Another appointment with my consultant urologist followed within a few days. He called in a second consultant urologist, who looked at the results of the MRI scan and the cystoscopy and described what he saw as “interesting”. The MRI scan showed a large tumour in my abdomen and it was by now clear that it would have to be removed by surgery. I was about to go on a skiing holiday and asked the two consultants if I should cancel the holiday. They said there was no need to cancel and arranged an appointment for a bone scan and a CT scan to be carried out in early February 2006 just after on my return from my holiday, followed by another appointment with the second consultant urologist and a pre-operative examination.

By now the second consultant urologist was in charge of my fate. He explained to me that I had a very rare form of cancerous tumour and he would lead the surgical team to remove it. He said that the tumour appeared to be emanating from my urachus, the remnant of a tube that extends from the dome of the bladder to the navel and which only has a function prior to one’s birth. I had never heard of the urachus before, and I imagine that most people are unaware of its existence. The tumour was pressing on the outside wall of my bladder, making it difficult for me to pass urine and causing the cystitis-like symptoms I first experienced in August 2005. Half my bladder would have to be removed, the consultant said. I was somewhat alarmed by this, but he said it would not cause me long-term problems. The date for my operation was fixed for 1 March 2006, and I was admitted into Wexham Park Hospital on 28 February 2006.

Major surgery: 1 March 2006

The pre-op procedure was initially a bit alarming. I was visited by the stoma nurse and told that my bladder might have to be removed and that part or all of my colon might have to be removed too. The nurse explained to me that I might – but this was only a remote possibility – end up with two plastic bags fixed to my abdomen to collect urine and excreta. She marked two points on my abdomen where the bags would be fixed if this was necessary.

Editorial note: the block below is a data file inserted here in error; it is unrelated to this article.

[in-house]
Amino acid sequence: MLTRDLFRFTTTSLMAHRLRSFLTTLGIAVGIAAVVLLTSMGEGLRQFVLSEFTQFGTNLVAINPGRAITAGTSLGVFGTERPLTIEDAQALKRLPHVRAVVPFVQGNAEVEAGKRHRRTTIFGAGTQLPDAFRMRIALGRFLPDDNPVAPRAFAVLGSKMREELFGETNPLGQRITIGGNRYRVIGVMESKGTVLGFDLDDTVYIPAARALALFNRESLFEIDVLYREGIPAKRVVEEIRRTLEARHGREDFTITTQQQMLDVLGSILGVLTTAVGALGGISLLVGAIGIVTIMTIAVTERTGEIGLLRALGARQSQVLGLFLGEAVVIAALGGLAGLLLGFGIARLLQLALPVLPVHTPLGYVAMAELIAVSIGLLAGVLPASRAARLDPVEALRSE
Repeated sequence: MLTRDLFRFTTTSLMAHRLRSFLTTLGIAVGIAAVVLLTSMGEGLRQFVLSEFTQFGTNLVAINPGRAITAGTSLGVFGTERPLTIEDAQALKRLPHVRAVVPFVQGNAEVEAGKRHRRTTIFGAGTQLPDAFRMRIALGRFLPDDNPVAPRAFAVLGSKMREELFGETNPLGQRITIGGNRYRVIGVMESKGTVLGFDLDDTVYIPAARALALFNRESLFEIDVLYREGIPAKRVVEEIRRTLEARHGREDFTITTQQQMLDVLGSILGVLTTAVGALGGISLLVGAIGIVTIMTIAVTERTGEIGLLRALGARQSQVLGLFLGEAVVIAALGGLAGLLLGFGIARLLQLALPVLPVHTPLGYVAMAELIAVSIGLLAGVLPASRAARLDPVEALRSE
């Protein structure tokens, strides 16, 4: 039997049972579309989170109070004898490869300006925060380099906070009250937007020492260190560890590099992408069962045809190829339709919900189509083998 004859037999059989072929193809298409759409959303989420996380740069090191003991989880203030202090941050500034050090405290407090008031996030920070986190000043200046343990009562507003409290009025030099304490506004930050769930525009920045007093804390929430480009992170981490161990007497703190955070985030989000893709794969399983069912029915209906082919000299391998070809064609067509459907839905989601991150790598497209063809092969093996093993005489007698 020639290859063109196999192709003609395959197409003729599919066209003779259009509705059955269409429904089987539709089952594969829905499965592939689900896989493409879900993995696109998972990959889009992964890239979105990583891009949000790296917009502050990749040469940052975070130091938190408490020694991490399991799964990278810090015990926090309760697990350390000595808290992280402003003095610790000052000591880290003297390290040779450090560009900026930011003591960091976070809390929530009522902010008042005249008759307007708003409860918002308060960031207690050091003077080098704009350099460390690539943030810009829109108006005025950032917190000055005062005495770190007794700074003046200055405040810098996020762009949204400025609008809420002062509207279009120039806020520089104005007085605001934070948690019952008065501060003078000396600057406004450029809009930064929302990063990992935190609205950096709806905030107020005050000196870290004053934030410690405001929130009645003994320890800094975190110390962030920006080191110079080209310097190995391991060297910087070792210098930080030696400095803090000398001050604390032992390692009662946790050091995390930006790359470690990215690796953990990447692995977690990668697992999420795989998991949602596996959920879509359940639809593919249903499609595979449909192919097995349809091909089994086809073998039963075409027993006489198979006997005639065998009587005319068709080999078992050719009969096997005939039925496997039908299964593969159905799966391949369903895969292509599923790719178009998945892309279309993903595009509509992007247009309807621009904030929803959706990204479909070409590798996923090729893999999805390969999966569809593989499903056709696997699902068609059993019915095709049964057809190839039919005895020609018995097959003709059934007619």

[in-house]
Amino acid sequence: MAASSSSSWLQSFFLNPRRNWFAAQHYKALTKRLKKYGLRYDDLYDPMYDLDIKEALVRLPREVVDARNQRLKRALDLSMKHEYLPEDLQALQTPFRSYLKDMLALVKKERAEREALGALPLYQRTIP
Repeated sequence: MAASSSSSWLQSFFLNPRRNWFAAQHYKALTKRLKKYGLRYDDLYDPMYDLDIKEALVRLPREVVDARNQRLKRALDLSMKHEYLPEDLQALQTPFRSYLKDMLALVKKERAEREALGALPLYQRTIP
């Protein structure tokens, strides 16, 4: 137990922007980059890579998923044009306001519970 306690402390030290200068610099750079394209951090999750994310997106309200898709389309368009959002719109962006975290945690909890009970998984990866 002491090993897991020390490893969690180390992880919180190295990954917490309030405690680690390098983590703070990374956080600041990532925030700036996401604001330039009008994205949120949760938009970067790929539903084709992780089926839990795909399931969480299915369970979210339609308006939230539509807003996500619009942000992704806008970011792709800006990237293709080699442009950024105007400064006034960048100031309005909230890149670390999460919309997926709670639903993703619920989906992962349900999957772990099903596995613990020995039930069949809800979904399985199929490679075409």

I was quite calm immediately before the operation. A senior surgeon explained the nature of the operation and the anaesthetist was reassuring, explaining that modern anaesthetics are generally very safe and cause few after-effects. He said that I would be given an epidural in order to minimise the pain following the operation.

The operation took just under four hours. I recall coming round and hearing the voice of a nurse watching over me in the recovery room. My abdomen was completely numb and painless – the epidural was working. I asked the nurse what had been done to me. She said that the tumour had been removed, along with half my bladder. What a relief! No nasty plastic bags, but I had two catheters in my bladder, one of which had been inserted directly into the top of my bladder via a hole bored into my abdomen. The other catheter had been inserted via the “normal” route. I was taken to the intensive treatment unit (ITU) and wired up to lots of different monitors and drips. I was allowed a visit by my wife Sally and our younger daughter Francesca around four hours after the end of my operation. They were fascinated by all the equipment surrounding me and by the tube up my nose (the so-called NG tube – nasal-gastric tube) that went all the way down to my stomach in order to keep it drained and to allow my digestive system to rest. I cannot fault the care I received in the ITU.

On the following morning I was visited by a physiotherapist, who showed me how to cough while holding my abdomen (in order to stop my wound reopening), and said that I would also have to get out of bed, stand up and sit in a chair. I could not believe that I would be able to stand up after all that I had been through, but the physiotherapist was very gentle and patient, and I managed to do what she asked. I was now considered stable enough to be transferred to a general ward.